"Lho, alasannya?"

Kutatap tegas matanya. Pak Modin gelisah mencari-cari pada lantai tanah yang dipijaknya, seakan sebuah jawaban tersimpan dalam lubang-lubang lantai rumah kami. la menengok kian kemari, mengamati sandalnya, yang kiri, yang kanan. Entah matanya menangkap apa, ketika ia kembali mengangkat wajahnya, seakan sebuah jawaban telah mengilhaminya.

"E....anu. Pak lurah mengatakan bahwa.."

"Bahwa apa?" sergahku dikecamuk marah.

"E.... anu. Bahwa nak Gendhis.,..ee....ini kata pak Lurah lho." 

"lya,  Apa kata pak Lurah"

Pak Modin semakin kacau wajahnya. Kalau aku seorang photografer, maka inilah obyek paling artistik dari ekspresi terdalam manusia. Pak Modin yang kurus kerontang, sepanjang tahun digerogoti TBC hingga tubuhnya melenceng persis kumbang sakit perut dan ketika orang memanggilnya "modin manyang", terbuktiJah julukan itu, malarn ini.

Rasa takut yang menghantuiku tiba-tiba lenyap disedot perasaan geli campur bangga bahwa di depanku, seorang aparat desa terbata bata ditentang mataku. Aku senang dan menikmati pemandangan ini, sebuah panorama dari fragmen kemenangan.   Sekian  hari   aku   dirundung ketakutan,    maka    inilah    saatnya    untuk mendendangkan kegembiraan.

"Sampeyan takut mengatakannya, pak Modin?"

"Ah! bagaimana ya?"

"Yah, kalau takut, lebih baik diam dan segera pulang. Lebih baik lagi kalau besok pagi mengundurkan diri dari jabatan modin."

"Tak ada yang berhak memberhentikannya! Akulah satu satunya orang yang berhak atasnya, juga atas nasibmu, nasib kalian!" seru sebuah suara dari arah jalan gelap. Suara itu seakan meluncur tanpa komando, tanpa tarikan nafas. Suara itu turun dari sebuah tempat yang pengap, dipenuhi udara amarah dan nafsu. Aku mengenal suara itu seperti aku mengenali kuburan para lelaki di antara deretan nisan yang lain, suara dari nurani yang membangkai.

Di belakangnya, pak Carik, kepala keamanan dan sebaris hansip bersiaga. Di depan sekali, di balik peci miringnya, sepasang mata culas berkilat

kilat sedang berjalan. Itulah dia pak Lurah kami,  Dolimin bin Kaslan, doktorandus. Ada yang bilang, pak Lurah mendapat gelar dari Universitas

Terbuka yang tak pernah kupahami, entah yang terbuka atau yang terlutup. Maklumlah sekolahku hanya sampai kelas II SMP. Aku hanya merasa bangga bahwa segenap aparat desa berkenan ke rumah kami, gubug kami yang jelek ini. Ada apa? Seakan pak Lurah tahu apa yang terpikir dalam benakku.

"Jangan merasa bangga bahwa kami semua datang ke sini. Ini semua semata mata karena kami memperhatikan setiap warga desa dan keamanannya. Tadi sore, limabelas orang mengadu ke kantor balai desa bahwa kehadiranmu mengganggu ketenteraman rumah tangga mereka. Sebab itu aku sarankan agar kau kermbali saja ke Surabaya. Bukankah di sana kau lebih bebas dengan pekerjaanmu."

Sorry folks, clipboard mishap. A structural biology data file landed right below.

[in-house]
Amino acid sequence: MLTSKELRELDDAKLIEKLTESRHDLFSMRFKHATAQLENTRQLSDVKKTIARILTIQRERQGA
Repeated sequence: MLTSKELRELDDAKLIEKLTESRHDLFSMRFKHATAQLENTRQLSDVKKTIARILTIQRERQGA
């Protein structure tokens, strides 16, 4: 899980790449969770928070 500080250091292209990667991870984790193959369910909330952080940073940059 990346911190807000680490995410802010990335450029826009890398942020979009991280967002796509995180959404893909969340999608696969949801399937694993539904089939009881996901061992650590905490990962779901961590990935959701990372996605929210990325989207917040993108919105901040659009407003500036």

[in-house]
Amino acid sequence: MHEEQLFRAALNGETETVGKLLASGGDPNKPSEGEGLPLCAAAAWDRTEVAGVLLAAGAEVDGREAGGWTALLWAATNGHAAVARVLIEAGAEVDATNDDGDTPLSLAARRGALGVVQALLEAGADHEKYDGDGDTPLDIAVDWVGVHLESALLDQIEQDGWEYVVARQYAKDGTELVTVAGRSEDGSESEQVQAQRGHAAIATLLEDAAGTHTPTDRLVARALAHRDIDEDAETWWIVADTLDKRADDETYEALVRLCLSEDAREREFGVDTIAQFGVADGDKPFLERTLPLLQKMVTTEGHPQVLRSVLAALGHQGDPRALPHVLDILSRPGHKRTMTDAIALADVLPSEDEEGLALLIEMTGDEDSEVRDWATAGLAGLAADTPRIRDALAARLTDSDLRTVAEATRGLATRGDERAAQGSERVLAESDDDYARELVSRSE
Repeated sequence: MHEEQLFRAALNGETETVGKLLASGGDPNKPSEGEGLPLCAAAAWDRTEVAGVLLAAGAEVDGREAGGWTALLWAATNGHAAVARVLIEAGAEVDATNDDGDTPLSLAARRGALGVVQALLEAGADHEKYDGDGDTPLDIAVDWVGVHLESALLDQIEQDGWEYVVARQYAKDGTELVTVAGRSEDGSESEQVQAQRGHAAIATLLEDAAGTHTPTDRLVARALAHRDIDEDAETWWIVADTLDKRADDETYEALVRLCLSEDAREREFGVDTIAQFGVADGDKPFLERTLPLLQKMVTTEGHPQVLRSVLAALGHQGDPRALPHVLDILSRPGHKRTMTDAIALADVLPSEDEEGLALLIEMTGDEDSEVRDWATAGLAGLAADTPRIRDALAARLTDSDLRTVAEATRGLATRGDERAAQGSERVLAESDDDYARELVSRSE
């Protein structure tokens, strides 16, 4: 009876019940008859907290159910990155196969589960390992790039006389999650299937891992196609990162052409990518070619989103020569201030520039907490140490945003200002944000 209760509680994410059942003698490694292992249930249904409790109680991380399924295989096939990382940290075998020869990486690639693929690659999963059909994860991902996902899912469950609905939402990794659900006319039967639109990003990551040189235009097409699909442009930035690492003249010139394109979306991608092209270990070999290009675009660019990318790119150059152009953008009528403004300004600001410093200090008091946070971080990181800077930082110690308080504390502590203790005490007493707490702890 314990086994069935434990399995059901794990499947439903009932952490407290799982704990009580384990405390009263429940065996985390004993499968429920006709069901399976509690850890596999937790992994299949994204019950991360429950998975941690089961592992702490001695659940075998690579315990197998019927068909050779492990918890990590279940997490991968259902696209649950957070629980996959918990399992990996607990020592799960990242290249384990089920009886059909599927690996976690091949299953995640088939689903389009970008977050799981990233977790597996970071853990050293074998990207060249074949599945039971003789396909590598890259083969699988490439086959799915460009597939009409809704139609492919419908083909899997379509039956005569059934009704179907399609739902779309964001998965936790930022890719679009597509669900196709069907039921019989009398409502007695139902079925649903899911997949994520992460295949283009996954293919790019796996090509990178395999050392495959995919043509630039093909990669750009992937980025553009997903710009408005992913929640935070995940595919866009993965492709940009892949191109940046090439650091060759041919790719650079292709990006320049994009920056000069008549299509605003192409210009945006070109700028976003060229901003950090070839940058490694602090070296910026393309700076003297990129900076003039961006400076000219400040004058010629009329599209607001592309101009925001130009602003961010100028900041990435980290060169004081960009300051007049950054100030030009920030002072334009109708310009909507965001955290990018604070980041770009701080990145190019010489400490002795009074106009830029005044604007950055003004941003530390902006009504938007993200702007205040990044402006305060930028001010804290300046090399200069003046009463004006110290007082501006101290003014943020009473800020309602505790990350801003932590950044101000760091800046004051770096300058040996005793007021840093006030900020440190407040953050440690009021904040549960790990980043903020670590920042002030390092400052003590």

"Saya tidak mengerti apa maksud pak Lurah. Di sini saya lahir dan dibesarkan, di sini pula kelua.rga kami bertempat tinggal. Tanah yang saya

pijak dan rumah ..."

"Cukup! Tak perlu keterangan bertele tele. Ini demi keamananmu. Seluruh warga desa ini sudah tahu bahwa kau hanya seorang pelacur. Pekerjaanmu membuat puluhan keluarga tak tentram. Sebaiknya kau tinggalkan desa ini dan kembali ke kota. Di sanalah tempat. Jangan kau kotori desa ini dengan ulahmu."

"Ulah saya?"

"Cukup kataku!"

"Kata pak Lurah cukup, kata saya - tidak".

"Apa? Kau pelacur! Berani membantah apa  kataku?"

Keberanian tiba-tiba meluncur ke satu titik, menyesaki dadaku dengan rasa bangga yang aneh dan tak dapat kumengerti dari mana datangnya.

"Apa itu berani membantah?" tanyaku melecehkan, "saya hanya meluruskan omongan pak Lurah".

"Lancang! Dasar pelacur!" "Benar. Saya memang pelacur. Kenapa?" "Menjijikkan! Kau perempuan terkutuk! tak tahu malu".

. "Menjijikkan? terkutuk? benarkah? Kalian dengar semua? Saya menjijikkan dan terkutuk. Benarkah begitu ?

Semua lelaki yang berdiri di belakang pak lurah diam terpana.  Kesenyapan malam ini bagai suara hantu yang mengendap rnenginta'i mangsa. Sepuluh tarikan nafas kemudian..,..

"Kau mempermainkan kami, anak haram!" bentak pak lurah, jauh di luar perhitungan.

Puih! Cuh! pak Lurah gelagapan dan tak sempat menghindar ketika air kebencian dari mulutku meluncur ke wajahnya. Berkali kali membasahi mata liarnya, mulut buaya dan surban kebanggaan, di mana segala kotoran dan kemunafikan bersembunyi di baliknya. Pak Lurah kami yang doktorandus dan haji; berkejap liar dalam kebodohan yang menggelikan. Aku tergelak-gelak dalam pengertian yang sederhana.

Malam pun tertawa, bersama jangkrik jangkrik yang kegelian di lobangnya.[]